Don't be fooled: Cloud computing is not so simple

Beware oversimplifications such as 'the cloud is like the electric grid' -- they're destined to make you fail

I enjoyed James Urquhart's post, "In cloud computing, data is not electricity," which points out some of the sillier analogies we're seeing in the emerging cloud computing space. Specifically, Urquhart refers to Nick Carr's classic vision of cloud computing, "The Big Switch," which compares traditional on-premise computing as generating your own power to cloud computing as using the standard power grid.

"However, some have taken electricity as an analogy to cloud adoption to an extreme, and declared that there will be a massive and sudden shift from corporate datacenters to entirely external cloud computing environments -- public cloud utilities, if you will. They are wrong," Urquhart writes.

Hear, hear.

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I've seen this analogy in dozens of cloud computing service provider presentations, explaining to the layman that cloud computing is a public utility, and through economies of scale can provide more efficient access to computing resources (as if it were electricity) at a reduced cost. However, if you think cloud computing is that simple, you're bound to fail. Indeed, the movement to the cloud is much more complex than the simplistic analogies the advocates are pushing at us these days.

The fact is that moving to cloud computing is really a complex enterprise architecture exercise, accessing existing on-premise systems and looking for business and technology reasons, if they exist, to move data, services, and processes to cloud computing platforms as it makes sense for the business. This means we have to understand all enterprise IT assets at a fully decomposed level, then recast portions of them into the cloud with a complete understanding of the benefits -- and the risks. Data, services, and processes are not electricity.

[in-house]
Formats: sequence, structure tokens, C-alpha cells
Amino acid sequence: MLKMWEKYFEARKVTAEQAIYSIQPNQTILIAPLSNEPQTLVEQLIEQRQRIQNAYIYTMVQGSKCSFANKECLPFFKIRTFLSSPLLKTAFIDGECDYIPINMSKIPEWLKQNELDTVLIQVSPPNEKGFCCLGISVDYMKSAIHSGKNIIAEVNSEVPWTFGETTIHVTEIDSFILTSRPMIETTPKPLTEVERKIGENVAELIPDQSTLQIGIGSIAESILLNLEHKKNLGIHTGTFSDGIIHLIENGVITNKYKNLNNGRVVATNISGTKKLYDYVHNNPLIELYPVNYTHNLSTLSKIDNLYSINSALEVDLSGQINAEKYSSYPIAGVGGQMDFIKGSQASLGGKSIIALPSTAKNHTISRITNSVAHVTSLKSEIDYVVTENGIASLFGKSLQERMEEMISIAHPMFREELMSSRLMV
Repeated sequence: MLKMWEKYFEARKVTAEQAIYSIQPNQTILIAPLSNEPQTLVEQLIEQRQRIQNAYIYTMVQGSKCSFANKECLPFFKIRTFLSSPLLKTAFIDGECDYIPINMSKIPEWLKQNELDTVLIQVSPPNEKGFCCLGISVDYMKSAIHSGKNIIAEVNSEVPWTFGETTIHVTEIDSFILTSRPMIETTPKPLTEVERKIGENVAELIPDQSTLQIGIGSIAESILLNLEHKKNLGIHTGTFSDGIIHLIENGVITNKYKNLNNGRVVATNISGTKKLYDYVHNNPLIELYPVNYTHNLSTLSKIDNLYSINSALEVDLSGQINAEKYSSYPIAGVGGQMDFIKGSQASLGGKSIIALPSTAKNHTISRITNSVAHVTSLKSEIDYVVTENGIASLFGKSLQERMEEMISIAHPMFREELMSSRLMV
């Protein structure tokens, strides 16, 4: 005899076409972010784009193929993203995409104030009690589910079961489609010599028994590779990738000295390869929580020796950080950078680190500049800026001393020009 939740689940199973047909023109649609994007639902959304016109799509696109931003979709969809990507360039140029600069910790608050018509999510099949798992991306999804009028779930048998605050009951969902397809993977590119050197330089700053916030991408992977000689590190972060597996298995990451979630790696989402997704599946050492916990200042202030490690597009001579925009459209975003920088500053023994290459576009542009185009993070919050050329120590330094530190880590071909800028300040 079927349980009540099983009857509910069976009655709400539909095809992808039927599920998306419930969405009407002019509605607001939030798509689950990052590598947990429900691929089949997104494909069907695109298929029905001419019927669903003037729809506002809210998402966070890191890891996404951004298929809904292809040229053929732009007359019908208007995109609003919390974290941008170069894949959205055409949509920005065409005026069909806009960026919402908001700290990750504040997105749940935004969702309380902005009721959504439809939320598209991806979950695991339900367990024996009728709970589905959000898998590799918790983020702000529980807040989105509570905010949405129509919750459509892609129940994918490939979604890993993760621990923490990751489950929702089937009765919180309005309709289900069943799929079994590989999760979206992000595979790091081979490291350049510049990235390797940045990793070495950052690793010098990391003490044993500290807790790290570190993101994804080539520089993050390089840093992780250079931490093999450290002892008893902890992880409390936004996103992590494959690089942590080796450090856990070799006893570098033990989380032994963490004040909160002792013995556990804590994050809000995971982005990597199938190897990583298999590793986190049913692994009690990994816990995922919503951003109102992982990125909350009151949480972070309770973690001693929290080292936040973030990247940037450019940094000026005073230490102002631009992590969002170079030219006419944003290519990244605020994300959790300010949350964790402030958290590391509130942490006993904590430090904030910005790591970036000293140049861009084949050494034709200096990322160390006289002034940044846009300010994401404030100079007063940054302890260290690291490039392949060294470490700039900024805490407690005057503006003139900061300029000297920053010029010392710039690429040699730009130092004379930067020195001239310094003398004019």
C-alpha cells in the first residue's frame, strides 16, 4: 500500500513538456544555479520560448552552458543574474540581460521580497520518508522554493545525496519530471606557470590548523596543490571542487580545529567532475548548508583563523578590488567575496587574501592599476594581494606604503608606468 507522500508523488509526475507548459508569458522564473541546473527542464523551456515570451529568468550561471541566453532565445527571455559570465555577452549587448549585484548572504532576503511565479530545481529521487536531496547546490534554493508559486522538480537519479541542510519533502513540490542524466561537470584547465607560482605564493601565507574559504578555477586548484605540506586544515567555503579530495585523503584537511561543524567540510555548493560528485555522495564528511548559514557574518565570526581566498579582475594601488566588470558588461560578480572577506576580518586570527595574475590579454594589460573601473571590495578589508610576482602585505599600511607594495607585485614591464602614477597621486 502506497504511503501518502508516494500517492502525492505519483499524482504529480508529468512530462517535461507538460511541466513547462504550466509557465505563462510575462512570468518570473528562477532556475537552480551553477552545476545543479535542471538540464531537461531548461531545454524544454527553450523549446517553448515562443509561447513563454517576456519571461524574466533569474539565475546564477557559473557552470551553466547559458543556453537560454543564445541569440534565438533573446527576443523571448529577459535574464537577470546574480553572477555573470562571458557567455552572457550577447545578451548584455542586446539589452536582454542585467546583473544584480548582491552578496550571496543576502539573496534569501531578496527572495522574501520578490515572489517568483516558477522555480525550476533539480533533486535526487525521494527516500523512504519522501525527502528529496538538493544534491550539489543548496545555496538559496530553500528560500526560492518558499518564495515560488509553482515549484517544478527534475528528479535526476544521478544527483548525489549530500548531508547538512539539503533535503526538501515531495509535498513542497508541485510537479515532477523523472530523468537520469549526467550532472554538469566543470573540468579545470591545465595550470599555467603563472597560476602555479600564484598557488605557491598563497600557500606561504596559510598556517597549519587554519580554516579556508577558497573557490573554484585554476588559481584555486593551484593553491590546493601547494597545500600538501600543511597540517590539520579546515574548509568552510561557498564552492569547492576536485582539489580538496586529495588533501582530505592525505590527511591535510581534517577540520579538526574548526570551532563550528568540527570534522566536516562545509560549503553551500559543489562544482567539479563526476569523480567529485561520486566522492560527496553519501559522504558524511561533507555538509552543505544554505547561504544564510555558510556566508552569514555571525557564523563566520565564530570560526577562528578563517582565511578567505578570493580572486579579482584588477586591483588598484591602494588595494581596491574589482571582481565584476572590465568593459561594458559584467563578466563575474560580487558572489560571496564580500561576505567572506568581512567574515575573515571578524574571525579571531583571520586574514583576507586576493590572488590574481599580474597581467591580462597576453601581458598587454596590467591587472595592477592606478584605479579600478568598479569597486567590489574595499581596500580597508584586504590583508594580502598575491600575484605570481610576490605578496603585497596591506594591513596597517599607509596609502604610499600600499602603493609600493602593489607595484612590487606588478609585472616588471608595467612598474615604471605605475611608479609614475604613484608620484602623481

"Over time, I do actually believe that much of enterprise computing will find its way out of corporate datacenters, and into the cloud. However, I also believe that such migration will take place over several decades, and that there are tremendous hurdles yet to be overcome to get us there," Urquhart writes.

He's right. The hurdles that I see are more around knowledge at this point. Although we think we understand the advantages of cloud computing, we've yet to understand cloud computing in the context of existing enterprise IT. The reality is that although cloud computing appears new and sexy, at the end of the day it is just another way to host data, services, and processes. There are no magical methods to push our IT assets out of the firewall, and there is a lot of work needed to get there. While some will gain some short-term benefits from moving to the cloud in 2009 and 2010, the long-term vision of cloud computing will indeed take years.

I do, however, believe it's well worth the journey. If you look at the average enterprise, you'll see a huge dysfunctional mess as layers upon layers of hardware and software has drifted into the enterprise over the years. Cloud computing is not a magic bullet. But like becoming better organized as you move from an old house to a new one, the movement to cloud computing provides an opportunity to improve, becoming more effective with fewer resources.

It's time to retire those "electric company" slides. It's just not that simple.

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